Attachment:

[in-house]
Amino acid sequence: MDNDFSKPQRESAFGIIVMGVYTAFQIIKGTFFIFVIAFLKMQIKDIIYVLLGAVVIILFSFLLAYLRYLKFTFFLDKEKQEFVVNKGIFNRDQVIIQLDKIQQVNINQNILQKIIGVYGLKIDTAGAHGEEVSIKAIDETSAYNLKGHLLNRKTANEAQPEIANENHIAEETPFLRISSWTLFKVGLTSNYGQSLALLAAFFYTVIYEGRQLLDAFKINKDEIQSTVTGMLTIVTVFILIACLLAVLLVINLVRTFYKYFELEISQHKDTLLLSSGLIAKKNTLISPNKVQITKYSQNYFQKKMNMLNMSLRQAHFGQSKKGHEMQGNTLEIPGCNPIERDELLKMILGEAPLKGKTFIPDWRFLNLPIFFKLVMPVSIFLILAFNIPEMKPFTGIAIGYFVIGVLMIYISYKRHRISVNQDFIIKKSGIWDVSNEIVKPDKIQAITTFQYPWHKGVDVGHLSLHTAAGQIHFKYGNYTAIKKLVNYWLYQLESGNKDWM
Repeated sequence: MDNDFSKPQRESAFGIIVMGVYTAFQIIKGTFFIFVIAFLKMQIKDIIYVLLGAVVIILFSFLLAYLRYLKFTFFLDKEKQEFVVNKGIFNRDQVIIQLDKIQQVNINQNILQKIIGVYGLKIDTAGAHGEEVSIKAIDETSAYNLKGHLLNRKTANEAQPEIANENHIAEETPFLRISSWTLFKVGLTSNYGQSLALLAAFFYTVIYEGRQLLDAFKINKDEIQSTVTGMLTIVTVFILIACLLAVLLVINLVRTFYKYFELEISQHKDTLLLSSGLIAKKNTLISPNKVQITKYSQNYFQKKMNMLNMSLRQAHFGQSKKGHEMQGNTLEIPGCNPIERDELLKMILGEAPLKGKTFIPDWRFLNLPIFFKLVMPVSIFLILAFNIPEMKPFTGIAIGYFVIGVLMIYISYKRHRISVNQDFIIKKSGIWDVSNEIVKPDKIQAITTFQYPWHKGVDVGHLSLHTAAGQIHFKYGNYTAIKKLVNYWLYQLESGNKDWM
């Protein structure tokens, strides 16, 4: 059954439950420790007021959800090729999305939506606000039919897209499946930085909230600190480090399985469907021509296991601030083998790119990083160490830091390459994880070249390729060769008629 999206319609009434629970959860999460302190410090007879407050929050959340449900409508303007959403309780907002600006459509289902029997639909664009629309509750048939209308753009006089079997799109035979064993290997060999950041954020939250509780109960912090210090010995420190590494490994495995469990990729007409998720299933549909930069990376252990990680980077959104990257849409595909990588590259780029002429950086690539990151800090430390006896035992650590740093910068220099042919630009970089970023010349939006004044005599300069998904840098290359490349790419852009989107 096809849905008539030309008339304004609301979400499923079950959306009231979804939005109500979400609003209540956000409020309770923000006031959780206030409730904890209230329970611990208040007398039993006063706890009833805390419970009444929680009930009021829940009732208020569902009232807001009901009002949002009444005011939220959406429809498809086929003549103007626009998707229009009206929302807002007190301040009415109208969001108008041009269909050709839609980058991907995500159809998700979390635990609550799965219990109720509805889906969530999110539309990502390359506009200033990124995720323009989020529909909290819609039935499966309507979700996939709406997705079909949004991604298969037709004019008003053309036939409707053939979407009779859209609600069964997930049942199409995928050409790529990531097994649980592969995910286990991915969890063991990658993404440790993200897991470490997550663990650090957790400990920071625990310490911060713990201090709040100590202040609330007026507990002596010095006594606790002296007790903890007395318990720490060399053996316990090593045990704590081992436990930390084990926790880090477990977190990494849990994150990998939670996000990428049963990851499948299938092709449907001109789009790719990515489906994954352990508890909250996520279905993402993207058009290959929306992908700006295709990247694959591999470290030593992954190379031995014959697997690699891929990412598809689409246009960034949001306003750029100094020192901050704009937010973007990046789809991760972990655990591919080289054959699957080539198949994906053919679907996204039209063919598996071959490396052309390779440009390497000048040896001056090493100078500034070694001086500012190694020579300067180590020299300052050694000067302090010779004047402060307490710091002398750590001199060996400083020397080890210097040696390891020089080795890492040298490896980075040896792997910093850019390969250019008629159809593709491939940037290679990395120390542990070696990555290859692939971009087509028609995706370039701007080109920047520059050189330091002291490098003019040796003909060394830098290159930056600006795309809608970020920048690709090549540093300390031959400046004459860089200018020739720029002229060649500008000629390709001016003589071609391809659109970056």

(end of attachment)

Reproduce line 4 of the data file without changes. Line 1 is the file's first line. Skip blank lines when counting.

């Protein structure tokens, strides 16, 4: 059954439950420790007021959800090729999305939506606000039919897209499946930085909230600190480090399985469907021509296991601030083998790119990083160490830091390459994880070249390729060769008629 999206319609009434629970959860999460302190410090007879407050929050959340449900409508303007959403309780907002600006459509289902029997639909664009629309509750048939209308753009006089079997799109035979064993290997060999950041954020939250509780109960912090210090010995420190590494490994495995469990990729007409998720299933549909930069990376252990990680980077959104990257849409595909990588590259780029002429950086690539990151800090430390006896035992650590740093910068220099042919630009970089970023010349939006004044005599300069998904840098290359490349790419852009989107 096809849905008539030309008339304004609301979400499923079950959306009231979804939005109500979400609003209540956000409020309770923000006031959780206030409730904890209230329970611990208040007398039993006063706890009833805390419970009444929680009930009021829940009732208020569902009232807001009901009002949002009444005011939220959406429809498809086929003549103007626009998707229009009206929302807002007190301040009415109208969001108008041009269909050709839609980058991907995500159809998700979390635990609550799965219990109720509805889906969530999110539309990502390359506009200033990124995720323009989020529909909290819609039935499966309507979700996939709406997705079909949004991604298969037709004019008003053309036939409707053939979407009779859209609600069964997930049942199409995928050409790529990531097994649980592969995910286990991915969890063991990658993404440790993200897991470490997550663990650090957790400990920071625990310490911060713990201090709040100590202040609330007026507990002596010095006594606790002296007790903890007395318990720490060399053996316990090593045990704590081992436990930390084990926790880090477990977190990494849990994150990998939670996000990428049963990851499948299938092709449907001109789009790719990515489906994954352990508890909250996520279905993402993207058009290959929306992908700006295709990247694959591999470290030593992954190379031995014959697997690699891929990412598809689409246009960034949001306003750029100094020192901050704009937010973007990046789809991760972990655990591919080289054959699957080539198949994906053919679907996204039209063919598996071959490396052309390779440009390497000048040896001056090493100078500034070694001086500012190694020579300067180590020299300052050694000067302090010779004047402060307490710091002398750590001199060996400083020397080890210097040696390891020089080795890492040298490896980075040896792997910093850019390969250019008629159809593709491939940037290679990395120390542990070696990555290859692939971009087509028609995706370039701007080109920047520059050189330091002291490098003019040796003909060394830098290159930056600006795309809608970020920048690709090549540093300390031959400046004459860089200018020739720029002229060649500008000629390709001016003589071609391809659109970056």